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* [PATCH 0/2] iomap: avoid soft lockup warnings on large ioends
@ 2020-10-02 15:33 Brian Foster
  2020-10-02 15:33 ` [PATCH 1/2] iomap: resched ioend completion when in non-atomic context Brian Foster
  2020-10-02 15:33 ` [PATCH 2/2] xfs: kick extra large ioends to completion workqueue Brian Foster
  0 siblings, 2 replies; 16+ messages in thread
From: Brian Foster @ 2020-10-02 15:33 UTC (permalink / raw)
  To: linux-fsdevel; +Cc: linux-xfs

Hi all,

My understanding is that there's still no real agreement on the proper
approach to address this problem. The RFC I floated [1] intended to cap
the size of ioends to avoid any latency issues with holding so many
pages in writeback for effectively a single completion instance of a GB+
sized I/O. Instead, Christoph preferred to dump those large bios onto
the completion workqueue and use cond_resched() rather than cap the
ioend size. This series implements the latter (for XFS) since it seems
like incremental progress and should at least address the warning.
Thoughts, reviews, flames appreciated.

Brian

[1] https://lore.kernel.org/linux-fsdevel/20200825144917.GA321765@bfoster/

Brian Foster (2):
  iomap: resched ioend completion when in non-atomic context
  xfs: kick extra large ioends to completion workqueue

 fs/iomap/buffered-io.c | 15 +++++++++------
 fs/xfs/xfs_aops.c      | 12 ++++++++++--
 include/linux/iomap.h  |  2 +-
 3 files changed, 20 insertions(+), 9 deletions(-)

-- 
2.25.4


^ permalink raw reply	[flat|nested] 16+ messages in thread

* [PATCH 1/2] iomap: resched ioend completion when in non-atomic context
  2020-10-02 15:33 [PATCH 0/2] iomap: avoid soft lockup warnings on large ioends Brian Foster
@ 2020-10-02 15:33 ` Brian Foster
  2020-10-02 15:33 ` [PATCH 2/2] xfs: kick extra large ioends to completion workqueue Brian Foster
  1 sibling, 0 replies; 16+ messages in thread
From: Brian Foster @ 2020-10-02 15:33 UTC (permalink / raw)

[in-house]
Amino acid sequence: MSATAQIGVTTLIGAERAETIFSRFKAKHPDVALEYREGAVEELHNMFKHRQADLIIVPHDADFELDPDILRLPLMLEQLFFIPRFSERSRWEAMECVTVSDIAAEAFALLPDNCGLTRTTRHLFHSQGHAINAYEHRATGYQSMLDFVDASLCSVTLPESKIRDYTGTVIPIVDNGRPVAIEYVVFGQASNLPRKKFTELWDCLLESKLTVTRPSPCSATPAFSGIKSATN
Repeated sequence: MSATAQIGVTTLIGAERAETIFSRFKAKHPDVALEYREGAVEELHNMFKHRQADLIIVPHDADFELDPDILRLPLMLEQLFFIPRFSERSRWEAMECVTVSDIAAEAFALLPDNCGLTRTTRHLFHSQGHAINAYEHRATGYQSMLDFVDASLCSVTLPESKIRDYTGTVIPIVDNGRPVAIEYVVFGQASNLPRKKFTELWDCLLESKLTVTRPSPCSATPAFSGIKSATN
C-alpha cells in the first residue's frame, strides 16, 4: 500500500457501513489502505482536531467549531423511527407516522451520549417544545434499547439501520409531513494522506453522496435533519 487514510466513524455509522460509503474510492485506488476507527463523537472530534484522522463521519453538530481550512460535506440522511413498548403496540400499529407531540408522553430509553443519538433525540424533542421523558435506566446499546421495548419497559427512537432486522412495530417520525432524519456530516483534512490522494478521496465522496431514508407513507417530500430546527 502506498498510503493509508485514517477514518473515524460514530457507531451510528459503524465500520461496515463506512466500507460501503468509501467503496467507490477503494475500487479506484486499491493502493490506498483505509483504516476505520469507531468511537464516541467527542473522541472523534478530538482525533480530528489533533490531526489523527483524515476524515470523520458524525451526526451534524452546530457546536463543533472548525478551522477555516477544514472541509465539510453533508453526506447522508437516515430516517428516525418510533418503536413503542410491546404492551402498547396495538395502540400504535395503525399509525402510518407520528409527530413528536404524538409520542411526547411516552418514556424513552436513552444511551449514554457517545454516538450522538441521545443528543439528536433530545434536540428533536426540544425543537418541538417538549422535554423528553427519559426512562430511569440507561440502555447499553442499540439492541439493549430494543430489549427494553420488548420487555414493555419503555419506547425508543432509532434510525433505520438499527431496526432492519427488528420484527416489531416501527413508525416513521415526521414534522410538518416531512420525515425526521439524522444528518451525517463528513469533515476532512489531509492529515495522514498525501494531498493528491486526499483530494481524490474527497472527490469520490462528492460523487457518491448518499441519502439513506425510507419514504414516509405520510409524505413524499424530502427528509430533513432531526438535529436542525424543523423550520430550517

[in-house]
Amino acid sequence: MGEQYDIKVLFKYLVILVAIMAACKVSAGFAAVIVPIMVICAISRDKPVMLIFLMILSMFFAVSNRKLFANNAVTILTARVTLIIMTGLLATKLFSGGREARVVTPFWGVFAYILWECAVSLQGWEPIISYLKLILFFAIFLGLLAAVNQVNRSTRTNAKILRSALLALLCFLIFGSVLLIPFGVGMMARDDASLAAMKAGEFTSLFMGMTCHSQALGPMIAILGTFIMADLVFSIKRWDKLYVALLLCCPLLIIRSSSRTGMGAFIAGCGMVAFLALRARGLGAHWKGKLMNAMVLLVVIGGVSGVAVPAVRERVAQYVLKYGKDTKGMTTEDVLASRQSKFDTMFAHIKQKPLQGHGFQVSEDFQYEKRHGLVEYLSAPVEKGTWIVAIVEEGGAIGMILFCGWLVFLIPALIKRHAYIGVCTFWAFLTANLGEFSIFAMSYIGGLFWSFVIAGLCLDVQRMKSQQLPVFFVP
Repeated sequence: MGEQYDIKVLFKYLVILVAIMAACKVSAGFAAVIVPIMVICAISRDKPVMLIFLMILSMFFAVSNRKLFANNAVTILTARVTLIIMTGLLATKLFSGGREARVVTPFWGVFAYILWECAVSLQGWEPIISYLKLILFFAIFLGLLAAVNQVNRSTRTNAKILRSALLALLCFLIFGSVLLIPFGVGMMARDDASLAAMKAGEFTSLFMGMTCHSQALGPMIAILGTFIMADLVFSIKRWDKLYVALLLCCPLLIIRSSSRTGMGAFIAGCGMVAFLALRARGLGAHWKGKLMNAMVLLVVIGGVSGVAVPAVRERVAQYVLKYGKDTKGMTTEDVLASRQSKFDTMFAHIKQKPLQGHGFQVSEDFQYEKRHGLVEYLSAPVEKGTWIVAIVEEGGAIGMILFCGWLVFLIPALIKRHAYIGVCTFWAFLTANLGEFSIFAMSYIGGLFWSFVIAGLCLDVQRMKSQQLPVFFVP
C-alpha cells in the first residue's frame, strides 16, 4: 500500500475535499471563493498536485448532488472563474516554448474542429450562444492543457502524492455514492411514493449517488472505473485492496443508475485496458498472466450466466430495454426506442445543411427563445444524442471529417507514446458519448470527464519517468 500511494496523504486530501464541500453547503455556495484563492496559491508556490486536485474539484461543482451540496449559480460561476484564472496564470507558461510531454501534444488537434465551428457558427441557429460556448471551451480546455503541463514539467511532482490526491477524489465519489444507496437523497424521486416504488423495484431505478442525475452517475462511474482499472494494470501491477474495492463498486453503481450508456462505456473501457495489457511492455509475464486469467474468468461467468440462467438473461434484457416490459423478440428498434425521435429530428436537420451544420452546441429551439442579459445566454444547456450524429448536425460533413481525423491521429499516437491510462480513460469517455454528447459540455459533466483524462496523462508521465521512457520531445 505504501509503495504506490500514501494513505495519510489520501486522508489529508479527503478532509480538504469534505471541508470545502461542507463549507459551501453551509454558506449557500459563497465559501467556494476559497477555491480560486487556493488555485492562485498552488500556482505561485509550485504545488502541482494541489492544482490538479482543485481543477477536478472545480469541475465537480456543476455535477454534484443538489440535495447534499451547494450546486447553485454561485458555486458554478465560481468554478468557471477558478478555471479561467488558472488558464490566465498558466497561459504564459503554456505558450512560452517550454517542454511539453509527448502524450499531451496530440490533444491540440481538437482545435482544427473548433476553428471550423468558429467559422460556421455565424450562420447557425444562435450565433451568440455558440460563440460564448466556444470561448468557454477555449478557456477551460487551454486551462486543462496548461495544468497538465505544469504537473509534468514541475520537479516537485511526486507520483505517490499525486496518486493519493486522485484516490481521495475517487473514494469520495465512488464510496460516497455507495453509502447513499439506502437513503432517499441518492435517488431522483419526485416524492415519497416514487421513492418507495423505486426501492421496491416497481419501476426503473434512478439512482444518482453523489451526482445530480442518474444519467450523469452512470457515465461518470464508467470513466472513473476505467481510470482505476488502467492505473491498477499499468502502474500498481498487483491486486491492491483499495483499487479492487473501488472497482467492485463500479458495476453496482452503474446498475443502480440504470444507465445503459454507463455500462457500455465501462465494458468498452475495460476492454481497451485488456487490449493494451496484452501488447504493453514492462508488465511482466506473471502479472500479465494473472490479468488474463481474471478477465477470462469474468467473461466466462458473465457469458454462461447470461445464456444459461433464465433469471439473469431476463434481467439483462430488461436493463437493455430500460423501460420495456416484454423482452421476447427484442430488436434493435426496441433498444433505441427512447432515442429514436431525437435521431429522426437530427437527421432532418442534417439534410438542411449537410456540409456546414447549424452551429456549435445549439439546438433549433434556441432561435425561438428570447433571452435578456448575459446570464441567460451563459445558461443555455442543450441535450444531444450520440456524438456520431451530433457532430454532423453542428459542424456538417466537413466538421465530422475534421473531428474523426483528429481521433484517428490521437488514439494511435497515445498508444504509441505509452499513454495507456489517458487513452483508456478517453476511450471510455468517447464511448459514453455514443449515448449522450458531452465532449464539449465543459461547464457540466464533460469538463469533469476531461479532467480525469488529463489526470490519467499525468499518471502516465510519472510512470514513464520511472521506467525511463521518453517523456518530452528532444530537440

To: linux-fsdevel; +Cc: linux-xfs

The iomap ioend mechanism has the ability to construct very large,
contiguous bios and/or bio chains. This has been reported to lead to
soft lockup warnings in bio completion due to the amount of page
processing that occurs. Update the ioend completion path with a
parameter to indicate atomic context and insert a cond_resched()
call to avoid soft lockups in either scenario.

Signed-off-by: Brian Foster <bfoster@redhat.com>
---
 fs/iomap/buffered-io.c | 15 +++++++++------
 fs/xfs/xfs_aops.c      |  2 +-
 include/linux/iomap.h  |  2 +-
 3 files changed, 11 insertions(+), 8 deletions(-)

diff --git a/fs/iomap/buffered-io.c b/fs/iomap/buffered-io.c
index bcfc288dba3f..5dfdb77a05b2 100644
--- a/fs/iomap/buffered-io.c
+++ b/fs/iomap/buffered-io.c
@@ -1092,7 +1092,7 @@ iomap_finish_page_writeback(struct inode *inode, struct page *page,
  * ioend after this.
  */
 static void
-iomap_finish_ioend(struct iomap_ioend *ioend, int error)
+iomap_finish_ioend(struct iomap_ioend *ioend, int error, bool atomic)
 {
 	struct inode *inode = ioend->io_inode;
 	struct bio *bio = &ioend->io_inline_bio;
@@ -1115,8 +1115,11 @@ iomap_finish_ioend(struct iomap_ioend *ioend, int error)
 			next = bio->bi_private;
 
 		/* walk each page on bio, ending page IO on them */
-		bio_for_each_segment_all(bv, bio, iter_all)
+		bio_for_each_segment_all(bv, bio, iter_all) {
 			iomap_finish_page_writeback(inode, bv->bv_page, error);
+			if (!atomic)
+				cond_resched();
+		}
 		bio_put(bio);
 	}
 	/* The ioend has been freed by bio_put() */
@@ -1129,17 +1132,17 @@ iomap_finish_ioend(struct iomap_ioend *ioend, int error)
 }
 
 void
-iomap_finish_ioends(struct iomap_ioend *ioend, int error)
+iomap_finish_ioends(struct iomap_ioend *ioend, int error, bool atomic)
 {
 	struct list_head tmp;
 
 	list_replace_init(&ioend->io_list, &tmp);
-	iomap_finish_ioend(ioend, error);
+	iomap_finish_ioend(ioend, error, atomic);
 
 	while (!list_empty(&tmp)) {